# Data Science Posts and Resources

Articles on Data Science

## Python - Classes and Objects

Introduction to Python Classes and Objects

Laxmi K Soni

# Classes and Objects

Python is an object-oriented language which means that the code can be divided into individual units, namely objects . Each of these objects is an instance of a so-called class . You can think of the class as some sort of blueprint. For example, the blueprint of a car could be the class and an object would be the actual physical car. So a class has specific attributes and functions but the values vary from object to object.

## Creating Classes

In Python, we use the keyword class in order to define a new class. Whatever which is indented after the colon belongs to the class.

class Car:
def __init__ ( self , manufacturer, model, hp):
self .manufacturer = manufacturer
self .model = model
self .hp = hp

After the class keyword, we put the class name. In this example, this is Car .

### Constructor

What we find first in this case, is a special function called init . This is the so-called constructor. Every time we create an instance or an object of our class, we use this constructor. As you can see, it accepts a couple of parameters. The first one is the parameter self and it is mandatory. Every function of the class needs to have at least this parameter. The other parameters are just our custom attributes. In this case, we have chosen the manufacturer, the model and the horse power (hp). When we write self.attribute , we refer to the actual attribute of the respective object. We then assign the value of the parameters to it.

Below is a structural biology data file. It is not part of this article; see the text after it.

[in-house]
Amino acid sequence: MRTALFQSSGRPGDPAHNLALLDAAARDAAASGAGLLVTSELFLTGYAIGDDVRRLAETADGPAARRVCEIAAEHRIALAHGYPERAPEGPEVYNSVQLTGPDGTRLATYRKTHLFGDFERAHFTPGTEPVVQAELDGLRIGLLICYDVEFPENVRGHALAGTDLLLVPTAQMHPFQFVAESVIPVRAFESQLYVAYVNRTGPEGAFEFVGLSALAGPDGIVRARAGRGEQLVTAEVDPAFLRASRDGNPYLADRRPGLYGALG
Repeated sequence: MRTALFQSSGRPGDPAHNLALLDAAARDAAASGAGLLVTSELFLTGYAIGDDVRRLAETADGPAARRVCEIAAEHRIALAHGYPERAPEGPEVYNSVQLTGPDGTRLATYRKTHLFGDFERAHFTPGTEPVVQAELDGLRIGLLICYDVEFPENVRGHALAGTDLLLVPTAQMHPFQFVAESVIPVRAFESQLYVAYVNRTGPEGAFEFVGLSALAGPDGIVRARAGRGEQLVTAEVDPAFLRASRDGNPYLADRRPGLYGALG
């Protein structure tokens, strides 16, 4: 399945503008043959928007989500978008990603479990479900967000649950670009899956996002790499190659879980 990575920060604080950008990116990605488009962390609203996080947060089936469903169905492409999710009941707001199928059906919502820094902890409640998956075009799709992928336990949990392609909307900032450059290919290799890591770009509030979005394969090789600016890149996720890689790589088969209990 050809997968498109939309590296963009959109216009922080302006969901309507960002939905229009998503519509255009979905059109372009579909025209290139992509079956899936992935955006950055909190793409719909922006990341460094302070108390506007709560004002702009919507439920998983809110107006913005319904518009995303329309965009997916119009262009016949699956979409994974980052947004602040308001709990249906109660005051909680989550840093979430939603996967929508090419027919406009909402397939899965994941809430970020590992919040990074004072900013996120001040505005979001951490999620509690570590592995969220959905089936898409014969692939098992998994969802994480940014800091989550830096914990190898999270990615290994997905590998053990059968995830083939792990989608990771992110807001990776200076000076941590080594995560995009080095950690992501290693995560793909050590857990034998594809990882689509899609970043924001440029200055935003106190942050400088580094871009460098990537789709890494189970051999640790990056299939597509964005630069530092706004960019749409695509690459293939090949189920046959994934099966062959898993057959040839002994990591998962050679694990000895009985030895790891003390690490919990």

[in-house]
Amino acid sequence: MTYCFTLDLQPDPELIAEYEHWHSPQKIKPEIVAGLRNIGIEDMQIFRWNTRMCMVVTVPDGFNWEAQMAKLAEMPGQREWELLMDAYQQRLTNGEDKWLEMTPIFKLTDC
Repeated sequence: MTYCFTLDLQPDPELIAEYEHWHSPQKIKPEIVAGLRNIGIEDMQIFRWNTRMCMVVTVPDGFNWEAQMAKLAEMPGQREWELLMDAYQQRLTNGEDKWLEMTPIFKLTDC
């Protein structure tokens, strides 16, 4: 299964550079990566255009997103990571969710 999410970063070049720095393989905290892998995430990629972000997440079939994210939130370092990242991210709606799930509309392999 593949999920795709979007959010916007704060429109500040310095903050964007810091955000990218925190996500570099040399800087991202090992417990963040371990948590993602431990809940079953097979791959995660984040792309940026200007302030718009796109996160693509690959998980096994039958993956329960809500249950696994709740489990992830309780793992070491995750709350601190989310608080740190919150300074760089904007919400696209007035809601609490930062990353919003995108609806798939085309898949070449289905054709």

### Adding Functions

We can simply create and add functions to our class that perform certain actions. These functions can also access the attributes of the class.

class Car:
def __init__ ( self , manufacturer, model, hp):
self .manufacturer = manufacturer
self .model = model
self .hp = hp

def print_info( self ):
print ( 'Manufacturer: {}, Model: {}, HP; {}'.format( self .manufacturer, self.model,self.hp))

Here we have the function print_info that prints out information about the attributes of the respective object. Notice that we also need the parameter self here.

### Class Variables

In the following code, you can see that we can use one and the same variable across all the objects of the class, when it is defined without referring to self .

class Car:
amount_cars = 0
def __init__ ( self , manufacturer, model, hp):
self .manufacturer = manufacturer
self .model = model
self .hp = hp
Car.amount_cars += 1

def print_car_amount( self ):
print ( 'Amount: {}'.format(Car.amount_cars))

def print_info( self ):
print ( 'Manufacturer: {}, Model: {}, HP; {}'.format( self .manufacturer, self.model,self.hp))  

The variable amount_cars doesn’t belong to the individual object since it’s not addressed with self . It is a class variable and its value is the same for all objects or instances. Whenever we create a new car object, it increases by one. Then, every object can access and print the amount of existing cars.

### Destructors

In Python, we can also specify a method that gets called when our object gets destroyed or deleted and is no longer needed. This function is called destructor and it is the opposite of the constructor .

class Car:
amount_cars = 0

def __init__ ( self , manufacturer, model, hp):
self.manufacturer = manufacturer
self.model = model
self.hp = hp